It all sounds very appealing – quick, effortless and seemingly without the need for a make-or-break visit to a bank manager. “We put the power of choice back in the hands of borrowers, who can potentially access thousands of loans based on the information they provide through an obligation-free bidding process,” says Dwyer.
That may be the case but home loan auction sites also benefit the lending industry. As Dwyer notes, lenders and brokers can tap into a source of live leads without any upfront cost. The question is, do home loan borrowers come out on top?
The first thing to be aware of is that reverse auction sites do not deal with every lender. Just like mortgage brokers, they typically work with a panel of lenders. As a guide, Joust lists 18 lenders on its site, HashChing identifies “access to 80+” lenders and Lendi claims to work with 30 “major” lenders. There’s a blend of some of the big banks as well as smaller lenders but the entire market is not covered. That said, mortgage brokers can also bid for your home loan, so the choice of lenders open to consumers can potentially be much broader than those directly listed on each platform.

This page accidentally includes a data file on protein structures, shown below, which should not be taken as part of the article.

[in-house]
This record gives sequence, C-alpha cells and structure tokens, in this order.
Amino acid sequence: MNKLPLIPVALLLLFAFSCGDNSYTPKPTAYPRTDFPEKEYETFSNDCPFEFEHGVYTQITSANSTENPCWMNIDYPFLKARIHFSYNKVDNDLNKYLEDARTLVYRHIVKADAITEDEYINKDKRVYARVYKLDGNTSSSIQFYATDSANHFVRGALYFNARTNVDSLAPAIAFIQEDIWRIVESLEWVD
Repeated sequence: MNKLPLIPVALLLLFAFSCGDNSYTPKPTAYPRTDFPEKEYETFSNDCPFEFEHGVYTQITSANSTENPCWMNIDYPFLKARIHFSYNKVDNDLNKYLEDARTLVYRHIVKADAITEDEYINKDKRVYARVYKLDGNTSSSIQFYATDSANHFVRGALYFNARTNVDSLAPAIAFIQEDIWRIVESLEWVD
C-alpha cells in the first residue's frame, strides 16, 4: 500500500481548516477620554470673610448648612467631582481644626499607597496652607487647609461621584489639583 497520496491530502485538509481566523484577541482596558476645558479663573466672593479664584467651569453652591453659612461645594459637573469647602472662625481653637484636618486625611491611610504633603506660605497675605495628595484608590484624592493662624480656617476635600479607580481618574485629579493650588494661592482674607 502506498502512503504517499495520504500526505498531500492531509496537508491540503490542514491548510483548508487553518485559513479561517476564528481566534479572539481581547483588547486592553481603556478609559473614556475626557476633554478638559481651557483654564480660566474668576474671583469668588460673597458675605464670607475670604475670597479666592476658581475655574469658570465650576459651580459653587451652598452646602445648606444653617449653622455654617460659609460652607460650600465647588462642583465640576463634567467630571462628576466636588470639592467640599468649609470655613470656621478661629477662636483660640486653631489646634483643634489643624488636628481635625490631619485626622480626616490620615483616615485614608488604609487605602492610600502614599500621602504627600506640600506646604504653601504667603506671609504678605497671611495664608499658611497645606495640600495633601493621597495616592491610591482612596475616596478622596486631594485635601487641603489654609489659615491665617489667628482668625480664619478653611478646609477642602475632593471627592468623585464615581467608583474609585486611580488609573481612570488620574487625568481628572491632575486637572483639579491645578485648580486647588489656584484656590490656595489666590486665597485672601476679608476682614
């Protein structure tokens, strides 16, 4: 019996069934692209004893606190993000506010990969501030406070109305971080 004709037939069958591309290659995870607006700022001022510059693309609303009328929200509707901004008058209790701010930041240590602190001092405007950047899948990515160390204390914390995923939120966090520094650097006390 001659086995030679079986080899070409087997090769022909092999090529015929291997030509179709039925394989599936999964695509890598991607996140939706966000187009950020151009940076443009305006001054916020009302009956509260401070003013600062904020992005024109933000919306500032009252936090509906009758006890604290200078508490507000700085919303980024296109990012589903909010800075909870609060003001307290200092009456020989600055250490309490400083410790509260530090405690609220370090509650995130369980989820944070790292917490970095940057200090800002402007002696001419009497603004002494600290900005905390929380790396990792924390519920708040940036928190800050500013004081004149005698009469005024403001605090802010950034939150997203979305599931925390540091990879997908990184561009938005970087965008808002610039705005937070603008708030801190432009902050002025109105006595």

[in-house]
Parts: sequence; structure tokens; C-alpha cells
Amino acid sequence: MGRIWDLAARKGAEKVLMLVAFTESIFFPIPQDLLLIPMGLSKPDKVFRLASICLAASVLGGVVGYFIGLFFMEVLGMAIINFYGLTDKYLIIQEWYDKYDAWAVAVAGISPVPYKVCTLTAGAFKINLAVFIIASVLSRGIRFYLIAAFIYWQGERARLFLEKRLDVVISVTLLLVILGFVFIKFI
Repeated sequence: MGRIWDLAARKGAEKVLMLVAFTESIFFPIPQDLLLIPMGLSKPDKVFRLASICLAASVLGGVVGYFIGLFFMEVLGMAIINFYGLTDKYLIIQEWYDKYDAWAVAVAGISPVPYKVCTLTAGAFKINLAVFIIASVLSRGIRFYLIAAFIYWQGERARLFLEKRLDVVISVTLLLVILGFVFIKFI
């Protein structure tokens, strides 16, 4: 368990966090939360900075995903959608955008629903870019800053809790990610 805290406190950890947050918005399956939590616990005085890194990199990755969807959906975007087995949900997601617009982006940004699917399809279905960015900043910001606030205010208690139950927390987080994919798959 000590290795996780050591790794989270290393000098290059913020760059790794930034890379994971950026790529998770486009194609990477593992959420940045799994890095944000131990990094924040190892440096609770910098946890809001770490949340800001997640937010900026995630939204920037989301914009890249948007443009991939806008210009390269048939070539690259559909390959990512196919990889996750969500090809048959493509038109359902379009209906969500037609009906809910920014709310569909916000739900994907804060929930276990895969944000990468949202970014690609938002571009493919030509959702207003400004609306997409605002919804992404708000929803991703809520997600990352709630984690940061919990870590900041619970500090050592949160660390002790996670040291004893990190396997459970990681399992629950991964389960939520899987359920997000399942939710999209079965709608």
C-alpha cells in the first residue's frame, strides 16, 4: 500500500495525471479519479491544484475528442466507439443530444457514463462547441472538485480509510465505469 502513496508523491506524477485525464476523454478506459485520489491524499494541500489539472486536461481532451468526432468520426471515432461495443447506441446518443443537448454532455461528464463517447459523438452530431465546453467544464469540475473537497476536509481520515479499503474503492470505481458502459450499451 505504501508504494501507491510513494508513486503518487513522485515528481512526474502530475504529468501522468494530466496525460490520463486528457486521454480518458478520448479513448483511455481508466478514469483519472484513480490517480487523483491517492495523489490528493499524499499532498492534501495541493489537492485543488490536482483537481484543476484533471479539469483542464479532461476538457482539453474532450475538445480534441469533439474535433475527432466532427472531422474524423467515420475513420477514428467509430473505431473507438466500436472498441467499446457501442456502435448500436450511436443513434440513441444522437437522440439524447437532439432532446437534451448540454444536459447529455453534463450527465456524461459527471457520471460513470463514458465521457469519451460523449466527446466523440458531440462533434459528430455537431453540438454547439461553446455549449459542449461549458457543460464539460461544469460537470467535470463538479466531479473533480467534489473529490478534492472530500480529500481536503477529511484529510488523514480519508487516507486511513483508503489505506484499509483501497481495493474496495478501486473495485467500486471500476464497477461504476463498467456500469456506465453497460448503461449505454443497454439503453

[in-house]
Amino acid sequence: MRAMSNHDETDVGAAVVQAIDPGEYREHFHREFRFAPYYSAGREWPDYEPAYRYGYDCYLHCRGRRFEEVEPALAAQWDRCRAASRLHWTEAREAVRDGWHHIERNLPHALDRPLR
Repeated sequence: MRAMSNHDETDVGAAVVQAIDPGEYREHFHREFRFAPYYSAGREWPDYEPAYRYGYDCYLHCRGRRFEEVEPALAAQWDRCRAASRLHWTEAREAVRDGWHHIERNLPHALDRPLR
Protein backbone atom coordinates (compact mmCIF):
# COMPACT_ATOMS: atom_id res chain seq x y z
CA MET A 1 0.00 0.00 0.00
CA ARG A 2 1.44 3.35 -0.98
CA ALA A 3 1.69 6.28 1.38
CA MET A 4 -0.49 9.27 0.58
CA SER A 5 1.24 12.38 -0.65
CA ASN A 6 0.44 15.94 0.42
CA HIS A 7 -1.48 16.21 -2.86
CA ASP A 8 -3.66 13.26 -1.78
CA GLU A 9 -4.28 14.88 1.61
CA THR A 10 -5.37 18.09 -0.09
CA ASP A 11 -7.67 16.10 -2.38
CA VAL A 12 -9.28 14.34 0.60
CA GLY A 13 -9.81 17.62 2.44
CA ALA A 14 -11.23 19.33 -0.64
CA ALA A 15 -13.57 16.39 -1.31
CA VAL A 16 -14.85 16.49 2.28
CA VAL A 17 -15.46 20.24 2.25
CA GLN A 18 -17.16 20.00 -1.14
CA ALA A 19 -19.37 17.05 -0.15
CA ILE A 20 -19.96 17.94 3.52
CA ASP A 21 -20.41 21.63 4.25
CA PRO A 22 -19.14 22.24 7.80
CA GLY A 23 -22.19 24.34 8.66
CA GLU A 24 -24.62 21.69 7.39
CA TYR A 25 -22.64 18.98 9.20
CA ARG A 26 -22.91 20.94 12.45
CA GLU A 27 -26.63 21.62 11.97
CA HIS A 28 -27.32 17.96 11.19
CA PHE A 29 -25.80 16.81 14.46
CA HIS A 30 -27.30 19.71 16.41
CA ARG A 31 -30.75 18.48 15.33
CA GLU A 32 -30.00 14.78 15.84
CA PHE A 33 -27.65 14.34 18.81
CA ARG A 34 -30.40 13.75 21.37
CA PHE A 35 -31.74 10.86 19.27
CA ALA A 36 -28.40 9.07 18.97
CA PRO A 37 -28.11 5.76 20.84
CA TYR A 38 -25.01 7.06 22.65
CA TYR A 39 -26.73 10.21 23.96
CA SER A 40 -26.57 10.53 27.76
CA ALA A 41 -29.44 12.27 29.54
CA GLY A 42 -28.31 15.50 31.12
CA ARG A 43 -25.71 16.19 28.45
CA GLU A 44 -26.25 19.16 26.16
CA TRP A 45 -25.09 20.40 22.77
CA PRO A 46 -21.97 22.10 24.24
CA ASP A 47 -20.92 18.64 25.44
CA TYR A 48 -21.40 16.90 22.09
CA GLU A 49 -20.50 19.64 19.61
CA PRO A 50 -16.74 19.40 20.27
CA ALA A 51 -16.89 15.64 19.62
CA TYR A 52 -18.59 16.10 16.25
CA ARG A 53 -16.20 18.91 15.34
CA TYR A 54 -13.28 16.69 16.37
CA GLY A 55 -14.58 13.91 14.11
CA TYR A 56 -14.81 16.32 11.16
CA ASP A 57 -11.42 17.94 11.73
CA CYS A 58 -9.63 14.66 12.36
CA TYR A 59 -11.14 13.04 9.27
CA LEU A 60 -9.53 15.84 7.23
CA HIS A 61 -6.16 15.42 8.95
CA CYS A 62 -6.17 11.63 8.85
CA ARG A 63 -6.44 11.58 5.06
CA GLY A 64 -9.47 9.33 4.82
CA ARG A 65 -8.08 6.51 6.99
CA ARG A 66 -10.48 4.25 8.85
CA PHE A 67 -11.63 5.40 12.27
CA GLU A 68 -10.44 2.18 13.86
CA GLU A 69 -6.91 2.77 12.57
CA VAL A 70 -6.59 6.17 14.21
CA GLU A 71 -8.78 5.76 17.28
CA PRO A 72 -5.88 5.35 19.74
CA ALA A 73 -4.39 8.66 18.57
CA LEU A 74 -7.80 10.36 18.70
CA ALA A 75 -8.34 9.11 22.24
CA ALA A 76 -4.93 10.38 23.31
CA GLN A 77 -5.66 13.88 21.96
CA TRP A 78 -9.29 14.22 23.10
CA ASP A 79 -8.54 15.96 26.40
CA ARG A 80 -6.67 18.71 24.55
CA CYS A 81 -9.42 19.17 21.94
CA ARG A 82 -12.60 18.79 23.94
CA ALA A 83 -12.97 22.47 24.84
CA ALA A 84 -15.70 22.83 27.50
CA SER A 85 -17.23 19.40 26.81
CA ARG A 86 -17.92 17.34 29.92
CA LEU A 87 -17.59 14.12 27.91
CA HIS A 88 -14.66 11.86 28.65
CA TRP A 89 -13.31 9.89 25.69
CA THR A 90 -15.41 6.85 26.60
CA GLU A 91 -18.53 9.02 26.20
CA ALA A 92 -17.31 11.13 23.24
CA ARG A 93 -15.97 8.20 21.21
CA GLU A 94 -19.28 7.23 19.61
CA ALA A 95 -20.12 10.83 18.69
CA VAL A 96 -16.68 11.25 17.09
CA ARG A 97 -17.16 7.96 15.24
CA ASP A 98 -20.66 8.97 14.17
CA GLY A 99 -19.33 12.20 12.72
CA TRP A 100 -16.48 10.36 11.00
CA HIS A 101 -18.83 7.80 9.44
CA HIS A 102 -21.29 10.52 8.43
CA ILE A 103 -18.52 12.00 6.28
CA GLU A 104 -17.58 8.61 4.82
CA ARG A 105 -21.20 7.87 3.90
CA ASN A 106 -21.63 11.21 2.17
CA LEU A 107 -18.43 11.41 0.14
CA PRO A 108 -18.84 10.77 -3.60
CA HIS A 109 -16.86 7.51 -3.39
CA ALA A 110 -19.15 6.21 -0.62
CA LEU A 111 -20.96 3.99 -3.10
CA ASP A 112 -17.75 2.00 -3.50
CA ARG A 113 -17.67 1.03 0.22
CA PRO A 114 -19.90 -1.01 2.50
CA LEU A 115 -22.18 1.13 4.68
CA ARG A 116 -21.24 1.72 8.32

Credit score protected
Using a reverse auction site generally comes at no cost to borrowers because, as with mortgage brokers, the platform earns a commission from lenders. One exception is Flongle, which gives borrowers the choice of paying an upfront fee of $399 to post for a mortgage, the idea being that this eliminates any bias associated with commissions.
A strength of home loan auction sites is that posting for a loan shouldn’t impact your credit score. Personal details are submitted using an identifying number so